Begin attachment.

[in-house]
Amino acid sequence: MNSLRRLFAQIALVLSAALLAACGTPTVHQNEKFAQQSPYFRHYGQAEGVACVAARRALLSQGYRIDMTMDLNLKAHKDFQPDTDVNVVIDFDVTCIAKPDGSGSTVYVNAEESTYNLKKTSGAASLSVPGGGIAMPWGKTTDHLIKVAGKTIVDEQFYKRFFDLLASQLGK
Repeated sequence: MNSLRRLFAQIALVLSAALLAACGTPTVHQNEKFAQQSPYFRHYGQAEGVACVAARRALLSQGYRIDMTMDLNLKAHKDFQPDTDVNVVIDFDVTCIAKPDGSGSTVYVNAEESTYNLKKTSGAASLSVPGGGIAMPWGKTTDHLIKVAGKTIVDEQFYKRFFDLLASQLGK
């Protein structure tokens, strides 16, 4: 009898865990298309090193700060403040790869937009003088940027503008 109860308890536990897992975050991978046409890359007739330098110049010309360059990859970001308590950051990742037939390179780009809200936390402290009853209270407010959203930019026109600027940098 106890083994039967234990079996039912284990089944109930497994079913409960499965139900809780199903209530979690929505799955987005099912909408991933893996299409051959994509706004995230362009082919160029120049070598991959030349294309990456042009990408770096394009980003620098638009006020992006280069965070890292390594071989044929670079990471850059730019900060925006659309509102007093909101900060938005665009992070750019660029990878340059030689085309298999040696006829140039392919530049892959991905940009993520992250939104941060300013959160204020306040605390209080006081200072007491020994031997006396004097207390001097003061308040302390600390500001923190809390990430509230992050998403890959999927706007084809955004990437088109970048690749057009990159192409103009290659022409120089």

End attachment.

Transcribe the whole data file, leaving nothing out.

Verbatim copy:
[in-house]
Amino acid sequence: MNSLRRLFAQIALVLSAALLAACGTPTVHQNEKFAQQSPYFRHYGQAEGVACVAARRALLSQGYRIDMTMDLNLKAHKDFQPDTDVNVVIDFDVTCIAKPDGSGSTVYVNAEESTYNLKKTSGAASLSVPGGGIAMPWGKTTDHLIKVAGKTIVDEQFYKRFFDLLASQLGK
Repeated sequence: MNSLRRLFAQIALVLSAALLAACGTPTVHQNEKFAQQSPYFRHYGQAEGVACVAARRALLSQGYRIDMTMDLNLKAHKDFQPDTDVNVVIDFDVTCIAKPDGSGSTVYVNAEESTYNLKKTSGAASLSVPGGGIAMPWGKTTDHLIKVAGKTIVDEQFYKRFFDLLASQLGK
């Protein structure tokens, strides 16, 4: 009898865990298309090193700060403040790869937009003088940027503008 109860308890536990897992975050991978046409890359007739330098110049010309360059990859970001308590950051990742037939390179780009809200936390402290009853209270407010959203930019026109600027940098 106890083994039967234990079996039912284990089944109930497994079913409960499965139900809780199903209530979690929505799955987005099912909408991933893996299409051959994509706004995230362009082919160029120049070598991959030349294309990456042009990408770096394009980003620098638009006020992006280069965070890292390594071989044929670079990471850059730019900060925006659309509102007093909101900060938005665009992070750019660029990878340059030689085309298999040696006829140039392919530049892959991905940009993520992250939104941060300013959160204020306040605390209080006081200072007491020994031997006396004097207390001097003061308040302390600390500001923190809390990430509230992050998403890959999927706007084809955004990437088109970048690749057009990159192409103009290659022409120089």